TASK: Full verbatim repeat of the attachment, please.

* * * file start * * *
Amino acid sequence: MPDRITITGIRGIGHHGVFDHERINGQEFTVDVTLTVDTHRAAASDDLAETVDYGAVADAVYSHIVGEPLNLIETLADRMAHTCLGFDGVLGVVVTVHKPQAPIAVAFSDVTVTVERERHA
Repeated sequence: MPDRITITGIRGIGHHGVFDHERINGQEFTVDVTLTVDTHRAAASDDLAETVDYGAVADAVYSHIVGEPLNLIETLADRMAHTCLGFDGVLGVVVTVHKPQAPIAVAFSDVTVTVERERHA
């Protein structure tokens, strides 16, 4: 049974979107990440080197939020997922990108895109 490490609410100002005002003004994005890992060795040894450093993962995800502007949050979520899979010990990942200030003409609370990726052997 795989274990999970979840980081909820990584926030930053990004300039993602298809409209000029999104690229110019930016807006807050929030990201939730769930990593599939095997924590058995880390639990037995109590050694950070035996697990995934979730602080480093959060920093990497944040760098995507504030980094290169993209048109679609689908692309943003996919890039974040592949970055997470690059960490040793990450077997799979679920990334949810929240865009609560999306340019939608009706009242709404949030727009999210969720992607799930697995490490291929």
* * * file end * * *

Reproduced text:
Amino acid sequence: MPDRITITGIRGIGHHGVFDHERINGQEFTVDVTLTVDTHRAAASDDLAETVDYGAVADAVYSHIVGEPLNLIETLADRMAHTCLGFDGVLGVVVTVHKPQAPIAVAFSDVTVTVERERHA
Repeated sequence: MPDRITITGIRGIGHHGVFDHERINGQEFTVDVTLTVDTHRAAASDDLAETVDYGAVADAVYSHIVGEPLNLIETLADRMAHTCLGFDGVLGVVVTVHKPQAPIAVAFSDVTVTVERERHA
């Protein structure tokens, strides 16, 4: 049974979107990440080197939020997922990108895109 490490609410100002005002003004994005890992060795040894450093993962995800502007949050979520899979010990990942200030003409609370990726052997 795989274990999970979840980081909820990584926030930053990004300039993602298809409209000029999104690229110019930016807006807050929030990201939730769930990593599939095997924590058995880390639990037995109590050694950070035996697990995934979730602080480093959060920093990497944040760098995507504030980094290169993209048109679609689908692309943003996919890039974040592949970055997470690059960490040793990450077997799979679920990334949810929240865009609560999306340019939608009706009242709404949030727009999210969720992607799930697995490490291929």